The Arizona Republic has reported on a deadly commercial truck crash north of Phoenix, AZ that killed 3 motorcyclists and injured 6 others. This in one of several deadly tractor trailer crashes across the country in just days, including a horrific eighteen wheeler accident in Kentucky that killed at least 11 church members.
Initial reports suggest the truck driver was doing paperwork while driving and not paying attention.
From The Arizona Republic:
Investigators are searching for answers in a fiery crash that killed three motorcyclists and injured six others when a commercial truck plowed into the back of the group in north Phoenix.
In what police described as a "horrific accident," eight motorcycles carrying nine people were stopped at the intersection of 27th Drive and Carefree Highway on Thursday afternoon when the truck barreled through, pinning three bodies underneath before bursting into flames, police said.
Witnesses described a chaotic scene where many tried to help until rescuers arrived.
"I grabbed all the water I could and took blankets because there were bodies everywhere. It was horrible," said Lynn McDowell, an employee of a nearby Walgreen’s drugstore.
Three people were pronounced dead at the scene. Six more were in critical condition, including a veteran Phoenix fire captain who was taken into surgery Thursday afternoon, said a Phoenix Fire Department spokesman. A medical helicopter landed at least twice to transfer victims to the hospital.
The truck driver and fire captain were not immediately identified. Identities also were pending late Thursday on the other victims in the crash.
"As a motorcycle officer and motorcycle rider, I have never seen such a horrific accident," Phoenix Police Chief Jack Harris said.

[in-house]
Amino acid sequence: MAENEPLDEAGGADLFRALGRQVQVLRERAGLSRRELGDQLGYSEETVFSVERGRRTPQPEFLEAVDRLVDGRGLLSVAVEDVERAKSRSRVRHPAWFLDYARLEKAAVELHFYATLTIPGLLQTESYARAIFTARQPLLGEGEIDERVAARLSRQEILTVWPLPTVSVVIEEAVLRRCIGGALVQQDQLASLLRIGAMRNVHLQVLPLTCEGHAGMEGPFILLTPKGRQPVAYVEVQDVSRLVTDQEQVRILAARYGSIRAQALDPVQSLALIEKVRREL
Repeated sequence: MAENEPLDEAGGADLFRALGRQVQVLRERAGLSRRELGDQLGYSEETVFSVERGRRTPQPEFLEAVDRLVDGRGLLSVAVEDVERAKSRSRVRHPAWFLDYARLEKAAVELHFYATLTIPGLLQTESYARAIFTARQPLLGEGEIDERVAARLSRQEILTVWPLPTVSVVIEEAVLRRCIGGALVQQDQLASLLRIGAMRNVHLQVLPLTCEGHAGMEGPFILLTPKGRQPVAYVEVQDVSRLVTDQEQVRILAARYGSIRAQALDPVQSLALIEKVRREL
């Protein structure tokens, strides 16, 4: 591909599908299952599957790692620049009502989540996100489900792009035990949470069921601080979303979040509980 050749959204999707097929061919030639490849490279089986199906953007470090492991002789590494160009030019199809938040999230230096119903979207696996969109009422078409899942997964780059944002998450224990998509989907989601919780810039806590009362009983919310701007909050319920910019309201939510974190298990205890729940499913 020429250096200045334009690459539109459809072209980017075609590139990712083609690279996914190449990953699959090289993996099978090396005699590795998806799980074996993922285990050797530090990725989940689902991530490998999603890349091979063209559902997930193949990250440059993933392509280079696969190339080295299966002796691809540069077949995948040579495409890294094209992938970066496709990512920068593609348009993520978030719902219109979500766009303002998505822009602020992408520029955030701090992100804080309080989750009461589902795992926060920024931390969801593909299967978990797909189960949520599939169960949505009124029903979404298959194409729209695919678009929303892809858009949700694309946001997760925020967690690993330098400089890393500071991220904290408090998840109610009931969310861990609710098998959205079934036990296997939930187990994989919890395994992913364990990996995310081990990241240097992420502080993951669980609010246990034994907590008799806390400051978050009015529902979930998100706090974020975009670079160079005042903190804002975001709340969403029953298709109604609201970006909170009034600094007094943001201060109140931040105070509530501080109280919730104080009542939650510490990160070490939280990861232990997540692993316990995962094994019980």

After the truck hit the motorcycles, the truck burst into flames and hit a sport-utility vehicle, a pickup and a sedan that were in front of the motorcycles. No one in those vehicles was injured, said Phil Dyer, a spokesman for the Daisy Mountain Fire Department, which also responded to the crash.
Afterward, the Blue Sky Sanitation truck was smoking, and popping could be heard before the fiery explosion. Witnesses saved at least two people who were near the truck by pulling them to safety.
At least 50 firefighters and two ladder crews responded to the scene. Dozens of onlookers gathered around the wreckage.
Krukoff said she talked to the truck’s driver.
"He was in shock," she said. "I didn’t smell no alcohol. He told me he wasn’t paying attention, just shuffling with his paperwork."
Our thoughts and prayers go out to all those involved in this horrific tragedy and also to their family members, friends and neighbors. That this tragic crash could have been avoid makes the suffering that much worse.
How could this truck driver have been doing paperwork while driving an 80,000 pound rig down the highway?
All motorists — and especially semi truck drivers with 80,000 pound rigs — are supposed to be alert and leave enough room in front of them to be able to avoid crashes like this one. Now, I agree that the vast majority of truckers out there are safe, but even a few bad apples give all the other tractor trailer drivers a bad name.